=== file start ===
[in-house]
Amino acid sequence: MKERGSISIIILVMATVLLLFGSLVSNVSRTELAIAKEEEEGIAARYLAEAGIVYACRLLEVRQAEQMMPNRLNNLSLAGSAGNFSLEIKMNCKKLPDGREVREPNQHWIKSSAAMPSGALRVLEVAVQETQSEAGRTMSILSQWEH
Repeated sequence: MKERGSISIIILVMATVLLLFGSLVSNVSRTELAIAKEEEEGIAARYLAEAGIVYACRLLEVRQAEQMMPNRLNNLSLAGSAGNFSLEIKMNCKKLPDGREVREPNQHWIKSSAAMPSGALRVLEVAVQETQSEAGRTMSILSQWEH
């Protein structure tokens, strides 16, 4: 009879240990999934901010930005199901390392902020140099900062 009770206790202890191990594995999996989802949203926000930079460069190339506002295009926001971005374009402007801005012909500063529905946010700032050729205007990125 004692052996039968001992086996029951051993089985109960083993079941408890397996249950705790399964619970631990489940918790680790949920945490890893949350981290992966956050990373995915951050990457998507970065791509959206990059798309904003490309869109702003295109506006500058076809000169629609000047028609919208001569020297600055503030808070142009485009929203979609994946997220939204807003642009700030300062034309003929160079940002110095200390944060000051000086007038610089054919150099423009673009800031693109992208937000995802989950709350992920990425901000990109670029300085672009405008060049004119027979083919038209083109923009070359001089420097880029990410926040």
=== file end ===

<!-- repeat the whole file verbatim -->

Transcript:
[in-house]
Amino acid sequence: MKERGSISIIILVMATVLLLFGSLVSNVSRTELAIAKEEEEGIAARYLAEAGIVYACRLLEVRQAEQMMPNRLNNLSLAGSAGNFSLEIKMNCKKLPDGREVREPNQHWIKSSAAMPSGALRVLEVAVQETQSEAGRTMSILSQWEH
Repeated sequence: MKERGSISIIILVMATVLLLFGSLVSNVSRTELAIAKEEEEGIAARYLAEAGIVYACRLLEVRQAEQMMPNRLNNLSLAGSAGNFSLEIKMNCKKLPDGREVREPNQHWIKSSAAMPSGALRVLEVAVQETQSEAGRTMSILSQWEH
């Protein structure tokens, strides 16, 4: 009879240990999934901010930005199901390392902020140099900062 009770206790202890191990594995999996989802949203926000930079460069190339506002295009926001971005374009402007801005012909500063529905946010700032050729205007990125 004692052996039968001992086996029951051993089985109960083993079941408890397996249950705790399964619970631990489940918790680790949920945490890893949350981290992966956050990373995915951050990457998507970065791509959206990059798309904003490309869109702003295109506006500058076809000169629609000047028609919208001569020297600055503030808070142009485009929203979609994946997220939204807003642009700030300062034309003929160079940002110095200390944060000051000086007038610089054919150099423009673009800031693109992208937000995802989950709350992920990425901000990109670029300085672009405008060049004119027979083919038209083109923009070359001089420097880029990410926040």